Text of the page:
What NOT to do
Do not use bright colours; you might think it will help you stand out. But it will only make you look immature and unprofessional. As I mentioned above, the number of business people with crazy colours and fonts on their emails is staggering. It is important to remember that the key function of an email signature is to supply people with information about you (contact details etc). Don’t focus on attracting the attention of the reader; the design should be clean and clear rather than bright and bold.
The biggest no-no regarding the design and layout of your signature is including quotes. Including a funny quote at the bottom of an email to your friends is OK but definitely not on any professional emails.
Including social media links on your email signature is very important. Email readers are already online so social media gives them an opportunity to continue a relationship with you/your brand. The email signature effectively bridges the gap between email and social media.
Which links to use
There are two different ways to promote your social media links in your business email signature. If your company is using email signature software, image links are the best option. If you design your signature with images and you are not using email signature software, the reader will have to click ‘display images’ to actually see anything.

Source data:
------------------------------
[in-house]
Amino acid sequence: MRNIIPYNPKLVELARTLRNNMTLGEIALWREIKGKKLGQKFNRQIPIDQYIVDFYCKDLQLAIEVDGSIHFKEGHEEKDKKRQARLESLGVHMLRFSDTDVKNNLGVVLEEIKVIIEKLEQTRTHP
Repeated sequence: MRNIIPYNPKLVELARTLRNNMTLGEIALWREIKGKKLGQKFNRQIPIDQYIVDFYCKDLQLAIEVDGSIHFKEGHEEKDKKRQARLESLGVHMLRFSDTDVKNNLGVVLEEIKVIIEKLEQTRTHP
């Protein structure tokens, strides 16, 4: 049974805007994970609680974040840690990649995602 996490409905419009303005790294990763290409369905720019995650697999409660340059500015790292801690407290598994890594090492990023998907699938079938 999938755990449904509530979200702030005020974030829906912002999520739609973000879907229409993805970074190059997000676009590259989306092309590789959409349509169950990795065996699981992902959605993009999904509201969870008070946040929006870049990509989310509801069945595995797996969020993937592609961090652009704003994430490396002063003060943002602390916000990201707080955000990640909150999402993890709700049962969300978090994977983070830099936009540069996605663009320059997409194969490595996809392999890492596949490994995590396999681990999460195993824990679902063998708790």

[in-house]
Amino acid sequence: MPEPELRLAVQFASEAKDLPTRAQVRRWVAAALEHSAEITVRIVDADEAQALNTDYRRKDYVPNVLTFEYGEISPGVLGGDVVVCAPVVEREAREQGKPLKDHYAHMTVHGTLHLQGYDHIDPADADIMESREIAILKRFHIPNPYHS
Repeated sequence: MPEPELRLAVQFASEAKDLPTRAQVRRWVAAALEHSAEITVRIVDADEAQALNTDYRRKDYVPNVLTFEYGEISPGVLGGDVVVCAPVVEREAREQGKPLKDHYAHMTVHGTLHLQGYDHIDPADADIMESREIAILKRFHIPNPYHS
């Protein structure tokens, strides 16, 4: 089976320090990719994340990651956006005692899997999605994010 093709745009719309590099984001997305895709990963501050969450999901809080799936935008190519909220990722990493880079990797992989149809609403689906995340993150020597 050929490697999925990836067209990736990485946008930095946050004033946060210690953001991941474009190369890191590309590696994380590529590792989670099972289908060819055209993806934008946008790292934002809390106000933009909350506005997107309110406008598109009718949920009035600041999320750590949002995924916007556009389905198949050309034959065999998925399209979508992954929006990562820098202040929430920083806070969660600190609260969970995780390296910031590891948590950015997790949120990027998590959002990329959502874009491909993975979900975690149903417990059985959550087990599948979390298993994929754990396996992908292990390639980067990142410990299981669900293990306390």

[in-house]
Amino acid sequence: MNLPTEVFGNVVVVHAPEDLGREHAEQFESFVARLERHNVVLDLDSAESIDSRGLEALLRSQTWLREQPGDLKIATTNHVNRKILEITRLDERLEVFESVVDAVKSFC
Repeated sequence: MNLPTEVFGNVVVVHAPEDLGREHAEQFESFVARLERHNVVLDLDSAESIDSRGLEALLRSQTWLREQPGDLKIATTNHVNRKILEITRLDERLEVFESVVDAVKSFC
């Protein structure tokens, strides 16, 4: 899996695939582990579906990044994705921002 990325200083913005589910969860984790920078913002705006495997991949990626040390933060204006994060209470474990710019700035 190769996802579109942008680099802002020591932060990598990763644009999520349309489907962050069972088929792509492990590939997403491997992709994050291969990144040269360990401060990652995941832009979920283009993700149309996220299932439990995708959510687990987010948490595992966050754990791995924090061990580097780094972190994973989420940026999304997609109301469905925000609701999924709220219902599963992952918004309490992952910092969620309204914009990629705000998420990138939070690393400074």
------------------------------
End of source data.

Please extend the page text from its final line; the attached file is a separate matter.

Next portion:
Text links is the more basic of the two options. It is not as visually appealing to the reader but you can trust that it will always appear the same. When using text links, make them stand out by making them bold or perhaps a different colour and always underline the link.
Ensure that the alignment of the links looks the same on mobile devices as well, often some links will appear differently on some smartphones, do some testing before finalising anything.
For business email signatures, image links are a lot more effective. But to include them on your mobile emails will require some email signature software, as mentioned previously.
Most companies place their social media images at the bottom of the email, but consider placing them at the top, see mine for example. This means that all of my key contact details are not clouded by social media images.
The size and layout of the images is also very important. If your images are too big, the email will often change layout when read on mobiles, make sure you test it on as many different devices as possible. I recommend using icons 20×20 pixels or smaller.
What NOT to do
Do not include inappropriate social media platforms; this especially applies to business email signatures. It’s OK to include platforms like Tumblr, Instagram and ask.fm if you are emailing your friends, but certainly not when communicating with anyone else.